19 February 2012

Plagiarist of Secrets

The latest New Yorker has a fine article by Lizzie Widdicombe about the "Assassin of Secrets" plagiarism case. It seems a fitting subject for mid-February, a time of year marked by stories about rare honest politicians/statesmen, confessing about cherry trees or showing the world their warts or whatever.

"Assassin of Secrets" was the name of a book written by Quentin Rowan under the penname Q.R. Markham, a thriller in James Bond style, published by Little Brown last year and recalled (all 6500 copies) only five days after publication.

The extraordinary thing about this plagiarism was its range. Rowan just didn't steal from one or two selected sources. One authority on the subject, Edward Champion, found more than 34 acts of theft within the book's first 35 pages.

Rowan stole, unsurprisingly, from Ian Fleming. He also stole from the writer who was authorized to continue the Bond series, John Gardner. He stole from other spy novelists, such as Charles McCarry and Robert Ludlum. And, just to prove his range as a thief I suppose, he stole from works well outside the genre, such as a nonfiction history of the National Security Agency. 

Widdicombe has interviewed Rowan, who is remorseful, and she has found some fascinating material about the making of a plagiarist. What sticks to me, though, is a matter of lineage. Rowan is the great-grandson, on his mother;'s side, of the renowned theologian Walter Rauschenbusch.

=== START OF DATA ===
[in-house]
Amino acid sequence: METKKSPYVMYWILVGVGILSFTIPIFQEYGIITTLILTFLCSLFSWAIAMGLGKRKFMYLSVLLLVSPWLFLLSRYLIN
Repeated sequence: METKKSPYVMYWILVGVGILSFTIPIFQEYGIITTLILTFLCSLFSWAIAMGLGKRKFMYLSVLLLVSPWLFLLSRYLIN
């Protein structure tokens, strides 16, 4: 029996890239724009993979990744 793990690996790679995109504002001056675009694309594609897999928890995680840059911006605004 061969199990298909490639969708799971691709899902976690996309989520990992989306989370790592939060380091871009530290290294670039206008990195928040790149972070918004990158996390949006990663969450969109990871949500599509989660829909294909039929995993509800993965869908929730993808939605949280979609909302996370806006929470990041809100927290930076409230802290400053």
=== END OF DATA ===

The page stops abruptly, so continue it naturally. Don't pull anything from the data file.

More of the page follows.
Rauschenbusch was a key figure in popularizing the notion of the "Social Gospel" in the early 20th century. His books included Christianity and the Social Crisis (1907) which contains a dire-sounding warning to conservatives. "Whoever sets any bounds for the reconstructive power of the religious life over the social relations and institutions of men, to that extent denies the faith of the Master."

If I try to hold the ideas of Rauschenbusch and the actions of Rowan in my mind at the same time, what happens?  Do I explode?

No, but the phrase "regression to the mean" acquires a certain prominence.

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Knowledge is warranted belief -- it is the body of belief that we build up because, while living in this world, we've developed good reasons for believing it. What we know, then, is what works -- and it is, necessarily, what has worked for us, each of us individually, as a first approximation. For my other blog, on the struggles for control in the corporate suites, see www.proxypartisans.blogspot.com.